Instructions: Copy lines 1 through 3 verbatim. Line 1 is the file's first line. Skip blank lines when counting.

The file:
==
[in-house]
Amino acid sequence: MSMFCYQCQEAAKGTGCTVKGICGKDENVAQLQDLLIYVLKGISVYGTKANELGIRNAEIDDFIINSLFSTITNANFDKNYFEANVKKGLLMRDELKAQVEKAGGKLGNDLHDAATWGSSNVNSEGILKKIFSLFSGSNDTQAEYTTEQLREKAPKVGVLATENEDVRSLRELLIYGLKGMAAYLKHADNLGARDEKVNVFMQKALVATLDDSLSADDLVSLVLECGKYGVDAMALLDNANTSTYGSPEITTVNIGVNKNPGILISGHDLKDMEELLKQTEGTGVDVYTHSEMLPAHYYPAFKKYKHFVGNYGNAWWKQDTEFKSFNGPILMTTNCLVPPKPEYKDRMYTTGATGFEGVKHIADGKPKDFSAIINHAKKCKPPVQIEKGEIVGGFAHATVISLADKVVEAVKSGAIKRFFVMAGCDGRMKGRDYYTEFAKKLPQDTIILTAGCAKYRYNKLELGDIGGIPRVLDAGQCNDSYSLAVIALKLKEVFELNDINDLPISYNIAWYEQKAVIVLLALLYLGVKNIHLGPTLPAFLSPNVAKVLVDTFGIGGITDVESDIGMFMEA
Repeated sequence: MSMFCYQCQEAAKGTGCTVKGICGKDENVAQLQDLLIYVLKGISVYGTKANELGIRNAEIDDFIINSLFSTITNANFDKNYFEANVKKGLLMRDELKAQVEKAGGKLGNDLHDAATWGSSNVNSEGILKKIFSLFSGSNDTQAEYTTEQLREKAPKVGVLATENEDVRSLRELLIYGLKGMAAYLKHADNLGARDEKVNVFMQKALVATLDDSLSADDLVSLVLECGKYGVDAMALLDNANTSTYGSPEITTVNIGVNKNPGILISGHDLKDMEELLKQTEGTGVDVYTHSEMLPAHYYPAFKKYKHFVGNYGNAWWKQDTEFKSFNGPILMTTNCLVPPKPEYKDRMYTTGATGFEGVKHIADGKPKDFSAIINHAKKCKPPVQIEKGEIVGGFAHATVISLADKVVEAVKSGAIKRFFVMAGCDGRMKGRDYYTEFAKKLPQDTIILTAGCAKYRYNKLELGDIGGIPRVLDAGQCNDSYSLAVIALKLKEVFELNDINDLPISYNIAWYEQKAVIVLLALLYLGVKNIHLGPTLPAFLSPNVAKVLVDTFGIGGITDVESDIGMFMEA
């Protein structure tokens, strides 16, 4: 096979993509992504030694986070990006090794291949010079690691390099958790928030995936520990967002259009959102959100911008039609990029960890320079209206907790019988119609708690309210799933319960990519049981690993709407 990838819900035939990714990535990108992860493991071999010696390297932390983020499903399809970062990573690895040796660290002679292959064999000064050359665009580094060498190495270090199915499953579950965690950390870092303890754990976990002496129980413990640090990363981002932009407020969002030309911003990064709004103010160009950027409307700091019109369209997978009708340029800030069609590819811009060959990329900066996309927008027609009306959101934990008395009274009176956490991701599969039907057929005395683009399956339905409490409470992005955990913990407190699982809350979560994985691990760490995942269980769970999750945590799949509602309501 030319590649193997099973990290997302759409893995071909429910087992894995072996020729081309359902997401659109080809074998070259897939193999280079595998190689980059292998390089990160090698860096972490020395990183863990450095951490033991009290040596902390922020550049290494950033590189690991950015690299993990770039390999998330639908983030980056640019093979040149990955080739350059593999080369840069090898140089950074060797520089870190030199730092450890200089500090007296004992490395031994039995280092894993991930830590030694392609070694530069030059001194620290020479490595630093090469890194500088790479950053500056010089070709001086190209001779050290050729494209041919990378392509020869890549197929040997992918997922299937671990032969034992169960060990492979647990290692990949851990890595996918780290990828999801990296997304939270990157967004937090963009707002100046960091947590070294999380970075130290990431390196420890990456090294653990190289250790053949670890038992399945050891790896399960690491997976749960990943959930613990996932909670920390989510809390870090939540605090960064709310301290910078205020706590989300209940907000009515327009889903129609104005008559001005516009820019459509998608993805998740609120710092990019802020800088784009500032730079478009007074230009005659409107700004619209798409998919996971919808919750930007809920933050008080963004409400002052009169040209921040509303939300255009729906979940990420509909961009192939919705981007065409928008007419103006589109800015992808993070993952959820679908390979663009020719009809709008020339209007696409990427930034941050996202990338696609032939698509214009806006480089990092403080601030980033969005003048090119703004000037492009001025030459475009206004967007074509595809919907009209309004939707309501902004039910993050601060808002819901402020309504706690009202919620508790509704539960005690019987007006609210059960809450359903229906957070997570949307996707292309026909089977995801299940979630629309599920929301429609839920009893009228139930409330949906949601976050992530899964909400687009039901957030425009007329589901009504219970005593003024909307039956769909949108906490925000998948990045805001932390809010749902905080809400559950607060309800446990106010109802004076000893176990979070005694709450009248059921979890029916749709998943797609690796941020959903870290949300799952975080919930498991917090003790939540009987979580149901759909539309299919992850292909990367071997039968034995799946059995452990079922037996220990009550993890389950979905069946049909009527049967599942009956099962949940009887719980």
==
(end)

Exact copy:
[in-house]
Amino acid sequence: MSMFCYQCQEAAKGTGCTVKGICGKDENVAQLQDLLIYVLKGISVYGTKANELGIRNAEIDDFIINSLFSTITNANFDKNYFEANVKKGLLMRDELKAQVEKAGGKLGNDLHDAATWGSSNVNSEGILKKIFSLFSGSNDTQAEYTTEQLREKAPKVGVLATENEDVRSLRELLIYGLKGMAAYLKHADNLGARDEKVNVFMQKALVATLDDSLSADDLVSLVLECGKYGVDAMALLDNANTSTYGSPEITTVNIGVNKNPGILISGHDLKDMEELLKQTEGTGVDVYTHSEMLPAHYYPAFKKYKHFVGNYGNAWWKQDTEFKSFNGPILMTTNCLVPPKPEYKDRMYTTGATGFEGVKHIADGKPKDFSAIINHAKKCKPPVQIEKGEIVGGFAHATVISLADKVVEAVKSGAIKRFFVMAGCDGRMKGRDYYTEFAKKLPQDTIILTAGCAKYRYNKLELGDIGGIPRVLDAGQCNDSYSLAVIALKLKEVFELNDINDLPISYNIAWYEQKAVIVLLALLYLGVKNIHLGPTLPAFLSPNVAKVLVDTFGIGGITDVESDIGMFMEA
Repeated sequence: MSMFCYQCQEAAKGTGCTVKGICGKDENVAQLQDLLIYVLKGISVYGTKANELGIRNAEIDDFIINSLFSTITNANFDKNYFEANVKKGLLMRDELKAQVEKAGGKLGNDLHDAATWGSSNVNSEGILKKIFSLFSGSNDTQAEYTTEQLREKAPKVGVLATENEDVRSLRELLIYGLKGMAAYLKHADNLGARDEKVNVFMQKALVATLDDSLSADDLVSLVLECGKYGVDAMALLDNANTSTYGSPEITTVNIGVNKNPGILISGHDLKDMEELLKQTEGTGVDVYTHSEMLPAHYYPAFKKYKHFVGNYGNAWWKQDTEFKSFNGPILMTTNCLVPPKPEYKDRMYTTGATGFEGVKHIADGKPKDFSAIINHAKKCKPPVQIEKGEIVGGFAHATVISLADKVVEAVKSGAIKRFFVMAGCDGRMKGRDYYTEFAKKLPQDTIILTAGCAKYRYNKLELGDIGGIPRVLDAGQCNDSYSLAVIALKLKEVFELNDINDLPISYNIAWYEQKAVIVLLALLYLGVKNIHLGPTLPAFLSPNVAKVLVDTFGIGGITDVESDIGMFMEA